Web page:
Kuchina Lab Overview
“Variety is the spice of life: Survival of a bacterial population may depend on a few rare cells programmed to behave differently. To develop effective therapies, we must understand how the behavior of a microbial community emerges from the diverse contributions of its individual members.”
–Anna Kuchina, PhD, ISB Assistant Professor
Work in the Kuchina Lab
The Kuchina Lab is currently seeking a research associate.
Learn more and apply
Even genetically identical bacterial cells often express different sets of genes and behave differently. Not unlike individual cells in the human body, they may assume specialized roles for the benefit of the whole community. We are developing and applying high-throughput single-cell genomic technologies to identify and characterize diverse functional subpopulations of bacteria within complex microbial samples. We are interested in unraveling the roles and behavior of individual bacteria in challenging environments such as the human host, and within structured multi-species communities known as biofilms.
Single-cell studies reveal heterogeneity of bacterial gene expression even in genetically identical bacteria grown under the same lab conditions. Bacteria differentiate into distinct subpopulations responsible for different functional activities to benefit the community. For example, gene expression programs governing developmental and stress-response states such as competence may switch on stochastically in a small number of single cells. Additionally, very rarely bacterial cells may enter a dormant state known as persistence which permits survival under antibiotic treatment and leads to the development of antibiotic resistance of bacterial infections. Population level gene expression measurements are insufficient to resolve such states which have been only discovered through single-cell methods.
Given the complexity observed even in lab-grown monocultures, this heterogeneity is likely further magnified within complex environments and in the presence of other species, where bacteria employ bet-hedging and labor division strategies to enhance their fitness. We develop and apply single-cell genomic tools for unbiased, high-throughput expression profiling of bacterial consortia such as the animal-associated microbiota and single- and polymicrobial biofilms. We employ custom technology based on combinatorial barcoding which is scalable, versatile, and customizable for use in various settings including the host-pathogen interface. Altogether, we aim to obtain a much higher resolution view into the lifestyles and behavior of bacterial consortia that traditionally resisted single-cell investigation.
Single-cell gene expression landscape in a biofilm
Biofilms are spatially structured bacterial communities that contribute to chronic bacterial diseases. Many cells within the biofilm are shielded from host defenses and drugs. In addition, multiple species frequently co-occur and interact in a polymicrobial biofilm. What specialized subpopulations emerge in biofilms in response to the environmental stressors such as antimicrobial agents? How are these responses shaped in the presence of interacting or competing species? We aim to create single-cell gene expression maps of model single- and multiple-species biofilms and their responses to external stimuli by a combination of single-cell RNA sequencing and single-cell time-lapse imaging.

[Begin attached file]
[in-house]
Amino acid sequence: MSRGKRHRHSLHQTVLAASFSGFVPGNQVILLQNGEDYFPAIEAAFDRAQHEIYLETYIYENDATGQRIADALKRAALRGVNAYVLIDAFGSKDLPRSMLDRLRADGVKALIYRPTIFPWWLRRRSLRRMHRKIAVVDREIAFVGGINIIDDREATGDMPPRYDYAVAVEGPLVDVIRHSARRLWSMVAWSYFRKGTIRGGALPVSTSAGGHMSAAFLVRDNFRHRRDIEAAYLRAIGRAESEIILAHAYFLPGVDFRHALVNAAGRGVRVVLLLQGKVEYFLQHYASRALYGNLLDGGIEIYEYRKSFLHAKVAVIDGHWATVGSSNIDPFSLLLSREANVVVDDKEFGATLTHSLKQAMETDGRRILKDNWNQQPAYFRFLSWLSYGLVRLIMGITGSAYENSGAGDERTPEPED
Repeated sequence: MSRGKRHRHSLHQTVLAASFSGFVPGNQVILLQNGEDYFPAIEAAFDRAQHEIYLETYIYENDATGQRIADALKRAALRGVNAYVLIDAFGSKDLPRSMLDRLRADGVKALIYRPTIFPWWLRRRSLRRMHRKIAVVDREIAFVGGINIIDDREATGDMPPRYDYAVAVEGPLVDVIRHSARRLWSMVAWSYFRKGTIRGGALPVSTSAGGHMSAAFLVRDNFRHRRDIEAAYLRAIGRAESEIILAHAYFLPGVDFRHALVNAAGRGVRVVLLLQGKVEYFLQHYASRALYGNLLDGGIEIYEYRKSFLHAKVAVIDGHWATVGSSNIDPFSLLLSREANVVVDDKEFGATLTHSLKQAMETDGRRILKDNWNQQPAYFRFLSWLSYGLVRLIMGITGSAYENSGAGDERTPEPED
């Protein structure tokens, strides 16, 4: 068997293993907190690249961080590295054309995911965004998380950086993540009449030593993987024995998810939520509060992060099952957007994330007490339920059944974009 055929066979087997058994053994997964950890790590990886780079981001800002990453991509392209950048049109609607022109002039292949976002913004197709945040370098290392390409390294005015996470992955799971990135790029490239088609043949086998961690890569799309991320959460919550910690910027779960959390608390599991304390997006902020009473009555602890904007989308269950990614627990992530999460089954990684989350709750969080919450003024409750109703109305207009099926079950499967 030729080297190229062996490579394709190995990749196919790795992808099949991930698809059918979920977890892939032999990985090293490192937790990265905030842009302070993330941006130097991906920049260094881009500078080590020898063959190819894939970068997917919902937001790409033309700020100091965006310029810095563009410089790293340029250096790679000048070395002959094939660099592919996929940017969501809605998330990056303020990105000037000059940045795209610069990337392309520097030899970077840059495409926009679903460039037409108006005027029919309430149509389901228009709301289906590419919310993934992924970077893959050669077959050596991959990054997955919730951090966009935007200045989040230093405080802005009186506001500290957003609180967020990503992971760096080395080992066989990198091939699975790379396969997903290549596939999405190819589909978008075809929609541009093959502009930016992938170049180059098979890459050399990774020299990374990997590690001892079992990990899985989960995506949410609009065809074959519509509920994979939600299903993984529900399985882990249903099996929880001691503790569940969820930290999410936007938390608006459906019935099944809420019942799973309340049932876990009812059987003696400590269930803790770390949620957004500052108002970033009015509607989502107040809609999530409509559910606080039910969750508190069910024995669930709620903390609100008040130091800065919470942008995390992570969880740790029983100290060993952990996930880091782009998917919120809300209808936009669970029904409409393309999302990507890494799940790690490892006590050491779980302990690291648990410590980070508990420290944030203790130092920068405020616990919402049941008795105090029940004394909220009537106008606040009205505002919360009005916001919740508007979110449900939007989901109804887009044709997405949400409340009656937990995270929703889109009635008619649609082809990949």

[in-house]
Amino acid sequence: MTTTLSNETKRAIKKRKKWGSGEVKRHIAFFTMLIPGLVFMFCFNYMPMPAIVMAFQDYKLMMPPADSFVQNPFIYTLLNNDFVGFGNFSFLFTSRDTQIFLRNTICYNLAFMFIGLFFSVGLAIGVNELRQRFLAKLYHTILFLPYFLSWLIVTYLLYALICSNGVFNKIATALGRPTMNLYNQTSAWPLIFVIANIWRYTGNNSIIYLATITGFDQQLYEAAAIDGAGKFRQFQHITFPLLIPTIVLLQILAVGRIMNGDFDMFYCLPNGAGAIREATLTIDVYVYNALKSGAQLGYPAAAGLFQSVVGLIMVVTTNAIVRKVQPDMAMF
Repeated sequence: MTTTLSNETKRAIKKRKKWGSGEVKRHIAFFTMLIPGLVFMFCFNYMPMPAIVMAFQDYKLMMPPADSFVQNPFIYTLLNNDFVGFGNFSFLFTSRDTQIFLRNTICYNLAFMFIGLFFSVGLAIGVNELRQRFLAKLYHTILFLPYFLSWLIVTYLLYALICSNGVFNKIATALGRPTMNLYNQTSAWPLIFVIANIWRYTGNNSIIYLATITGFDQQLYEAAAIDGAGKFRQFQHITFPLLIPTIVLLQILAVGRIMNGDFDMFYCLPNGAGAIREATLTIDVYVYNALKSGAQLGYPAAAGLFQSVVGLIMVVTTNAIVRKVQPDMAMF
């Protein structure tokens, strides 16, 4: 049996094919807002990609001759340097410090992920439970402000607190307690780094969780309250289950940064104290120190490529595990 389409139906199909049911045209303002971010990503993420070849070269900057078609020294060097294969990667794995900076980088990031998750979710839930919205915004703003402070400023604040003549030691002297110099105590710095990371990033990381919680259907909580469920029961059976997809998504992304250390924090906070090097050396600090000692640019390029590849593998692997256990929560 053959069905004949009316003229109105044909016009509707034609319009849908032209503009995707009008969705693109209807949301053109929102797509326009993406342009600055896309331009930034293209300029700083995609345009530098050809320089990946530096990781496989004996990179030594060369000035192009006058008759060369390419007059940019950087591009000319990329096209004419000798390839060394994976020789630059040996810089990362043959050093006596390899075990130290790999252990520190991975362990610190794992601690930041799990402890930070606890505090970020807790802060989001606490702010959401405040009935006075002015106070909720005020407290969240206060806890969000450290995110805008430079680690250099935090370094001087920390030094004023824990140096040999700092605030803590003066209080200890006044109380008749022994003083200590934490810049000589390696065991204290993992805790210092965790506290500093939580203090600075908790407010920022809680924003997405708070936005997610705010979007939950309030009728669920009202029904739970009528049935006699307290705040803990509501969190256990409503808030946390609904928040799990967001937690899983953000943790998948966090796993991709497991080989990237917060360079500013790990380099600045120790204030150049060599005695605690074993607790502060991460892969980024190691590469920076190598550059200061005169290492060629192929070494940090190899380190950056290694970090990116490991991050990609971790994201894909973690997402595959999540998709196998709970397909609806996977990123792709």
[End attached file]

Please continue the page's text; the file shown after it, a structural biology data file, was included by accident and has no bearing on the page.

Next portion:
Bacterial and host phenotypic variation during intracellular infection
When pathogenic bacteria invade host cells and tissues, the interactions between individual host cells and the bacteria are typically highly variable. The cellular outcome of the infection may range from complete clearance of infection to persistent survival of intracellular bacteria. We aim to predict the outcomes of intracellular infection at the level of individual interacting cells based on the simultaneous measurements of both host and pathogen gene expression states. To this end, we develop and employ custom dual host-pathogen single-cell sequencing technologies.
Single-cell biology of the microbiome
Microbiota, complex consortia of bacteria, are found in all environments, including the human body. The gut microbiome is currently understood to represent a complex “organ” in the body affecting a multitude of body systems and implicated in a wide range of diseases. The community-wide gene expression profiles obtained through metatranscriptomics allow to establish the activity of various genetic pathways within the microbiome. However, bulk metatranscriptomics cannot determine which genes are co-expressed within the same cell. We aim to obtain functional single-cell atlases of both natural and engineered microbiomes in health and disease using targeted genomic and multiomic technologies based on combinatorial barcoding. By gaining the knowledge of which genes are coexpressed in the same subset of bacterial cells, we will become able to identify and isolate strains or subpopulations producing specific metabolites or pathogenic factors. This knowledge will enable effective therapies that manipulate the microbiome in a targeted fashion, resulting in development of safe novel therapeutics.